Three Square Market hopes to use its microchipping technologies for vulnerable patients
A leader in micro market technology, servicing markets in North America, Europe, Asia and Australia, Three Square Market has been infamous in microchipping willing employees, and is set to take its technology to the next level.
Developing a new chip which will be powered by body heat, according to CNBC, the business will harness GPS technology and voice recognition software, and are looking to utilise the technology to support the healthcare sector and give vulnerable patients and their families greater reassurance.
At present, employees can use their RFID chip to open doors, log in to computers, and purchase snacks, with no GPS technology placed within the software.
If approved by the Food and Drug Administration (FDA), the new chip could become a potential gamechanger.
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"It's not only GPS and voice activation, it's working on monitoring your vital signs, and there are different medical institutions that obviously want that," said Patrick McMullan, President of Three Square Market and chip technology business Three Square Chip.
The technology could provide greater support to those with dementia and Alzheimer’s and provide a greater support to families and care givers.
In the upcoming months, the company has confirmed to Technology Review that it will be working with two hospitals, where healthcare professionals will be given chipped bracelets to wear, which will note when they are washing their hands, as a basic trial.
"You see a lot of discussion now about implants, and how they can take your heartbeat, get your blood glucose levels — you see Amazon just hiring a top-notch doctor, you see Walmart filing for patents on this.
“What we've really done is made it acceptable, or brought it to the forefront where people are now talking about it and looking at the benefits it can do for a person," added Three Square Market Chief Executive Officer, Todd Westby.
NeuTigers: edge AI in healthcare
What is edge AI?
Edge AI is essentially a combination of edge computing and artificial intelligence. Algorithms are processed locally - directly on a mobile device or server - rather than in the cloud. This reduces cost, computing power and energy requirements. There are also claims that edge AI is so fast it is possible to reach near real-time analytics.
Edge AI devices include smart speakers, smart phones, laptops, robots, self-driven cars, drones, and surveillance cameras that use video analytics.
Who is NeuTigers?
NeuTigers is a spin-off company from Princeton University, formed in 2018 to apply edge AI and machine learning to solve challenges in healthcare, energy, productivity, and security.
With offices in Princeton, NJ, the company is based at one of the top AI accelerator programs of FutureLabs in New York, and has also established a subsidiary in Nice, France.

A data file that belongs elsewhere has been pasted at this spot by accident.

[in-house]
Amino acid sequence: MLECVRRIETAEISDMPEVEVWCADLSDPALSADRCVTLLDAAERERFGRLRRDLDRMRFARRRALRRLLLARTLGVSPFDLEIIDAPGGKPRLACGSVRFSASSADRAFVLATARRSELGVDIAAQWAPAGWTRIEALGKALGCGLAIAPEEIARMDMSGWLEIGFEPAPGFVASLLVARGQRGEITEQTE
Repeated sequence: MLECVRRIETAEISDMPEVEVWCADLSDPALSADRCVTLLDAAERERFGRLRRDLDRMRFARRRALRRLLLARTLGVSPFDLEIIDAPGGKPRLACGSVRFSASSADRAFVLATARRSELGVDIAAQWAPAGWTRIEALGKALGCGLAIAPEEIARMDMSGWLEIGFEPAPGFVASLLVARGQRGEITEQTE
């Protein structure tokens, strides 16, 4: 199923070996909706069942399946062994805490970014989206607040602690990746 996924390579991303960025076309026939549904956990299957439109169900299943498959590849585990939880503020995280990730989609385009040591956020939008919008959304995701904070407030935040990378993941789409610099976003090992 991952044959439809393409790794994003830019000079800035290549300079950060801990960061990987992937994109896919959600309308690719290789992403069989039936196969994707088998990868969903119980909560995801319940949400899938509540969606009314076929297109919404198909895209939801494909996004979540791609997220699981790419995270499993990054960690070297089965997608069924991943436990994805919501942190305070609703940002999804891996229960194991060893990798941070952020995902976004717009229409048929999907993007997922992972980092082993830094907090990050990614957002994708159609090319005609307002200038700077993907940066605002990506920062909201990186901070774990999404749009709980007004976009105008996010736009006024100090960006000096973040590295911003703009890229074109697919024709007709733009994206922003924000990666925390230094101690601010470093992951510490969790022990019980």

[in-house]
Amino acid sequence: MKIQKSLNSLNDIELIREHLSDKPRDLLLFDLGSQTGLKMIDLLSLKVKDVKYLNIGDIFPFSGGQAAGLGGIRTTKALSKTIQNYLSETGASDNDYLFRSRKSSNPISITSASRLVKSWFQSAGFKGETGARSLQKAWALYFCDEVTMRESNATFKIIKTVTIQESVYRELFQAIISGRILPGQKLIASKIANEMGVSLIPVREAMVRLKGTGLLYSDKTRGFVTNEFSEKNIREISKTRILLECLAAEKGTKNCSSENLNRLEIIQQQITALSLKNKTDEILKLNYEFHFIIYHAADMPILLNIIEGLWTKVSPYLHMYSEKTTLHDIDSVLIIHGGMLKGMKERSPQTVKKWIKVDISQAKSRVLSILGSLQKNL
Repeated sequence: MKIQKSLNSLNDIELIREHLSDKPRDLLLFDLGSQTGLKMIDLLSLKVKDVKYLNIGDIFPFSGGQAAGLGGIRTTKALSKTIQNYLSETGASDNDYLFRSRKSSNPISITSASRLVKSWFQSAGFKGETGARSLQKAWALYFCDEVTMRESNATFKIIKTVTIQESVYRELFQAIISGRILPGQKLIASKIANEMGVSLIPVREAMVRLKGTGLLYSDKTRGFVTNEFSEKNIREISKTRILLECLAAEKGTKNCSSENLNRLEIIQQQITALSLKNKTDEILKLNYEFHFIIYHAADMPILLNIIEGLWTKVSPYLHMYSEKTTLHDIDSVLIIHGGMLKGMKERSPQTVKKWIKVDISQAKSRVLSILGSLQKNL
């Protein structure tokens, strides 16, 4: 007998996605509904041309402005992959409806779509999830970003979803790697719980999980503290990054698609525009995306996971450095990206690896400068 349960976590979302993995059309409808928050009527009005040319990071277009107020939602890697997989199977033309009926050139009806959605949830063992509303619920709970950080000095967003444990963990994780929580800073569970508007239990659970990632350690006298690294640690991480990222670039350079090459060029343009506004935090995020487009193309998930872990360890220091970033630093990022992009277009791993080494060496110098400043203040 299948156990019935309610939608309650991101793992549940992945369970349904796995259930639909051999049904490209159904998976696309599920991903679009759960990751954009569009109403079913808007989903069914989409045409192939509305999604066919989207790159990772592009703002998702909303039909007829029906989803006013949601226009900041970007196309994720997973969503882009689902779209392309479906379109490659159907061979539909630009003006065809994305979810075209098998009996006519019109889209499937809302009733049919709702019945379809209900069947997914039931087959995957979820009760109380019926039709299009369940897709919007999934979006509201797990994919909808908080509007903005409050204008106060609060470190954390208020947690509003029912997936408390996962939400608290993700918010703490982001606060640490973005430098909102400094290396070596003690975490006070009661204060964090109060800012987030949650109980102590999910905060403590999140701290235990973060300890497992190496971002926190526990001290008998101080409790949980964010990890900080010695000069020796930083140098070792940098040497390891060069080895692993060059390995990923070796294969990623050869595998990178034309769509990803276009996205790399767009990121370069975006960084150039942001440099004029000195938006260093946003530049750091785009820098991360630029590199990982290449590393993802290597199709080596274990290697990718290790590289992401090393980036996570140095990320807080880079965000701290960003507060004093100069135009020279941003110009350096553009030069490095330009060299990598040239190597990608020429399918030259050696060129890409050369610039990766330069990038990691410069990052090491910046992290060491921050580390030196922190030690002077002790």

How is NeuTigers applying edge AI to healthcare?
The NeuTigers AI Technology Stack uses deep neural networks that mimic how the human brain perceives and interprets the world. The company has developed the StarDeepTM Smart Health Platform for health monitoring and biomedical imaging, to improve the accuracy and speed of diagnosing diseases.
NeuTigers say the platform has the potential to monitor and screen for thousands of conditions, when used in combination with medical devices and smart sensors already deployed in healthcare settings.
Are there any real world examples?
In January NeuTigers launched CovidDeep, a tool that predicts COVID-19 with more than 90% accuracy, using physiological data from a wristband along with blood pressure and blood oxygen readings. It then analyses the data and gives a prediction within two minutes.
This week NeuTigers announced a new study to detect the early signs of complications with sickle cell anaemia. Conducted at a hospital in Paris, the research will begin by looking at changes to skin response, heart beat, sleep and temperature to predict an acute episode of sickle cell anaemia, and how this impacts on the patients’ disease conditions and quality of life.
The second phase of the project is to expand with prospective studies across different sites in EU, Africa and the US to explore the models' accuracy and clinical effectiveness.
Adel Laoui, CEO and founder of NeuTigers, says: “The best way to deal with a crisis is to avoid it happening in the first place. We are now entering a new era where medical early warning systems have become a reality.
“We are excited at the possibility of deploying a technology that can save lives of patients dealing with sickle cell anaemia. The potential of the StarDeep platform to dramatically improve patient outcomes while slashing some of the highest costs of healthcare makes it one of the most exciting developments in preventative personal medicine.”